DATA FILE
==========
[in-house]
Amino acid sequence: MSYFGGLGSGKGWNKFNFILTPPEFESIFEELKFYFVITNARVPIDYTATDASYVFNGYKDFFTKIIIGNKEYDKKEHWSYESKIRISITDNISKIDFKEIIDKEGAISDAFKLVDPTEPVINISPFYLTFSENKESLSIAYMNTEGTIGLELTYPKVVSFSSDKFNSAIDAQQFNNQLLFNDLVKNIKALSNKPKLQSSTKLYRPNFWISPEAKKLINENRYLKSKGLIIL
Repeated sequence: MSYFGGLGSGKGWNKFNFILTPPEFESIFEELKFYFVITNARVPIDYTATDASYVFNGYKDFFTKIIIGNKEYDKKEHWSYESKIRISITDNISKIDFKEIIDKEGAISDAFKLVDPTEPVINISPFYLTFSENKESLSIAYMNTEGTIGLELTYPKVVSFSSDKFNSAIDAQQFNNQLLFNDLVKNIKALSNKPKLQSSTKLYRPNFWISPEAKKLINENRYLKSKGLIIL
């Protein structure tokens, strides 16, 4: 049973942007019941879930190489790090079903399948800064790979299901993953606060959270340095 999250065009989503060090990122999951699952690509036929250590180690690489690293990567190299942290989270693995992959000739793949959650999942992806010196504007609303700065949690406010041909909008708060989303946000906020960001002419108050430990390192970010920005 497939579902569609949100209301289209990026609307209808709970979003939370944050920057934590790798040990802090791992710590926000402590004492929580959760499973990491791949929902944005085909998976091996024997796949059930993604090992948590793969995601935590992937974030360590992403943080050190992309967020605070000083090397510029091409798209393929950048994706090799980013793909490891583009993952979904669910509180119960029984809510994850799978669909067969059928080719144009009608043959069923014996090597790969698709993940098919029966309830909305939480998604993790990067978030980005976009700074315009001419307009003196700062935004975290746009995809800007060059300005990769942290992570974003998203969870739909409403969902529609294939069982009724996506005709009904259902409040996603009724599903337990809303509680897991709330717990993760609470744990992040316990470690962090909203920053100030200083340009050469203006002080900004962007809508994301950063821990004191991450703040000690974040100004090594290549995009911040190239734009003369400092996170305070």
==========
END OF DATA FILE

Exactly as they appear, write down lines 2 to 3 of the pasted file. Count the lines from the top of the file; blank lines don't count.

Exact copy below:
Amino acid sequence: MSYFGGLGSGKGWNKFNFILTPPEFESIFEELKFYFVITNARVPIDYTATDASYVFNGYKDFFTKIIIGNKEYDKKEHWSYESKIRISITDNISKIDFKEIIDKEGAISDAFKLVDPTEPVINISPFYLTFSENKESLSIAYMNTEGTIGLELTYPKVVSFSSDKFNSAIDAQQFNNQLLFNDLVKNIKALSNKPKLQSSTKLYRPNFWISPEAKKLINENRYLKSKGLIIL
Repeated sequence: MSYFGGLGSGKGWNKFNFILTPPEFESIFEELKFYFVITNARVPIDYTATDASYVFNGYKDFFTKIIIGNKEYDKKEHWSYESKIRISITDNISKIDFKEIIDKEGAISDAFKLVDPTEPVINISPFYLTFSENKESLSIAYMNTEGTIGLELTYPKVVSFSSDKFNSAIDAQQFNNQLLFNDLVKNIKALSNKPKLQSSTKLYRPNFWISPEAKKLINENRYLKSKGLIIL